5 Page: 4 Realising the goals of rebalancing the British economy, of enhancing our competitiveness requires investment in STEM. But it also requires investing in that capacity which translates invention into innovation, which transforms a groundbreaking discovery into a world-beating business. There is a need to move from investment narrowly focused on STEM to being about investment in STEMM where Management is as core to the policy discourse as Science and Engineering. Rebalancing this discourse is critical to rebalancing the economy of the future. Britain s business schools offer an outstanding resource to support innovation and economic growth. Our best business schools compare with the best in the world. We draw outstanding academics and students from around the world to create business schools which are at the cutting edge of thinking and practice. We have more internationally accredited and recognised business schools than anywhere outside of the United States and develop business leaders from across the globe. Yet we can do more, far more, to enhance Britain s competitiveness and lay the foundations for Britain s economic success in the 21st century. To realise this potential it is critical that the role of business schools as translators of invention, as societal innovation generators, is recognised and that the incoming government takes steps to invest in the necessary capability. That requires investment in research, both blue-sky and applied research. That requires investment in developing the business academics of the future. The narrow focus on STEM has witnessed a decline in the funding available through the Economic and Social Research Council. Whilst research funding for IT-related subject areas has grown by 26.1% since , business and management research funding fell by 4.7% over the same period. If the trend of declining funding continues, the forthcoming academic year may be the first in over a decade that UK government sources will contribute less than 50% of total research income for business and management studies. Competition with our international rivals is also hampered by our inability to compete on the salaries available to the best talent. That the business school community is committed to enhancing Britain s economic performance is unquestionable. Initiatives in conjunction with the government such as the Small Business Charter as well as the work of the Association of Business Schools recent Innovation Taskforce highlight such commitment. To take this further, to realise the latent potential requires that the strategic place of business schools in delivering those key translators of innovation, enterprise, leadership and management is recognised and appropriately supported.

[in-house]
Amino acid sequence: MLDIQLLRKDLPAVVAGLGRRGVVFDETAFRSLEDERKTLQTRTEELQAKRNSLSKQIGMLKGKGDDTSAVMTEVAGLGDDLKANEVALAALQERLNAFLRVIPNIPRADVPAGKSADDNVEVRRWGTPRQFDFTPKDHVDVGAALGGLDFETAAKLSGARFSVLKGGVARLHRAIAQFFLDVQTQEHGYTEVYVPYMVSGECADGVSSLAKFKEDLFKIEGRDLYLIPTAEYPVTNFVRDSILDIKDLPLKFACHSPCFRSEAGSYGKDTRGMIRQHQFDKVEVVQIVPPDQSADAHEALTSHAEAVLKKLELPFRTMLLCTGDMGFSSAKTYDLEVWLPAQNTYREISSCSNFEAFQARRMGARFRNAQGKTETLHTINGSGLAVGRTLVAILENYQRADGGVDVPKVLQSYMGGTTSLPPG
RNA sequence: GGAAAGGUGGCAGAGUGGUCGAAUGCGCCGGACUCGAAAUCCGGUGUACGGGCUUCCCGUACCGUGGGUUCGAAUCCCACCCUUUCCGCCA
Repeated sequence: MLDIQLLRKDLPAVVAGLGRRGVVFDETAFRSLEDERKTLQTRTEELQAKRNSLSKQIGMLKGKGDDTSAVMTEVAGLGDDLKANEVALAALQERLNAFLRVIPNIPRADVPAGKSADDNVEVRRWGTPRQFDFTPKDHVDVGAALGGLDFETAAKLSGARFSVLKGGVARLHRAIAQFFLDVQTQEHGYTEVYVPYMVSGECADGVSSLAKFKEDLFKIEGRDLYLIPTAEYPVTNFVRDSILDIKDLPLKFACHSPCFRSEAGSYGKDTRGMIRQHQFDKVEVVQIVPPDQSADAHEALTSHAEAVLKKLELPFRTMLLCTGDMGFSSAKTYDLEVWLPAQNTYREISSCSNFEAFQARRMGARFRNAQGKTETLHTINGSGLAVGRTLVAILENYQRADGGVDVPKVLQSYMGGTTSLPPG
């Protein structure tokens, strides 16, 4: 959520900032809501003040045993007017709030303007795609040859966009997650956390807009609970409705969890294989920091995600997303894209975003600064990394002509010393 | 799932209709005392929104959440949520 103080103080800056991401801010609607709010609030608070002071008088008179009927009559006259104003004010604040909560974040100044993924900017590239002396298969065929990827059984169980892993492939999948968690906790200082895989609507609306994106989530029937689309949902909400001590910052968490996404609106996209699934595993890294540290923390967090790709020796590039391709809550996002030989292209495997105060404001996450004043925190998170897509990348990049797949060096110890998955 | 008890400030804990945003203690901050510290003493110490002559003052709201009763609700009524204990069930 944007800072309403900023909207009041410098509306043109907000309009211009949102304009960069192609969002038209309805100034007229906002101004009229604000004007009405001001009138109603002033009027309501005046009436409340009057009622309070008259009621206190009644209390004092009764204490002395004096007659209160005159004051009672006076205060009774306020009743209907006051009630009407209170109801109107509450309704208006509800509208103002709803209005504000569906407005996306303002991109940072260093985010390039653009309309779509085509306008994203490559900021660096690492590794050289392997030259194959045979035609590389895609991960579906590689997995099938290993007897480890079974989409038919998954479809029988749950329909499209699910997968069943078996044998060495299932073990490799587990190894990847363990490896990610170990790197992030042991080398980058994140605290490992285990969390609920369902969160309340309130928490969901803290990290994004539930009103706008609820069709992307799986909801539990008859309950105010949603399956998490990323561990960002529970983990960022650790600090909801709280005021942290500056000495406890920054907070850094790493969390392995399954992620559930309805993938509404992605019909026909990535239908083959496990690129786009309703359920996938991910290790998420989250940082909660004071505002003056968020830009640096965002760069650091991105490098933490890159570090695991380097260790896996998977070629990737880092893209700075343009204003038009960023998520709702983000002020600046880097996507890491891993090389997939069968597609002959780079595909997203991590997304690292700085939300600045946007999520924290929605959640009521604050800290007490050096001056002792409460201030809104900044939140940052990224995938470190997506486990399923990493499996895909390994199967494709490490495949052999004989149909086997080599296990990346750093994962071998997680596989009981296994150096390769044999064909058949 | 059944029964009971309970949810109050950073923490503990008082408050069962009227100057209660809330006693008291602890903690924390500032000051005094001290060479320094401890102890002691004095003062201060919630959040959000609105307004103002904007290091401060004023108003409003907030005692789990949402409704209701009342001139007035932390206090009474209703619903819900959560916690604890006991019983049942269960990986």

6 Page: 5 BACKING BUSINESS SCHOOLS TO SUPPORT LOCAL ECONOMIC GROWTH RT HON LORD YOUNG OF GRAFFHAM DL PRIME MINISTER S ADVISOR ON ENTERPRISE The launch of the Small Business Charter a few months ago marked an evolution in the development of business schools in our country. It was recognition of the very real changes that have taken place in our economy with the result that nineteen out of twenty companies in the UK employ fewer than ten people. Today far more people work in small firms than work in our large companies, more people than ever before work for themselves and the skills required for both are very different from those required for large companies. This is not to say that we should ignore the skills required by large companies. They are, after all, the main producers of wealth in our nation and it is vital to our economy that we have welltrained executives in our large companies but they are, no longer, the main employers in the land. This was the thinking behind the creation of the Small Business Charter with its accent on business schools working with local small firms and I am delighted that the first twenty schools have been awarded, and I hope, with many more to come. It is my ambition that, in the fullness of time, nearly all business schools will be members of the Charter and will be contributing considerably to the local economy. It has long been a complaint that the management of our small firms sector needs up-skilling and here is a real opportunity for business schools to play their part. My hope is that the business school will become the focal point for all small firms in their immediate neighbourhood. Government has many programmes designed to assist small firms, Growth Vouchers and Growth Accelerators are two examples, which will bring together the knowledge and experience of the business school to the benefit of the local economy.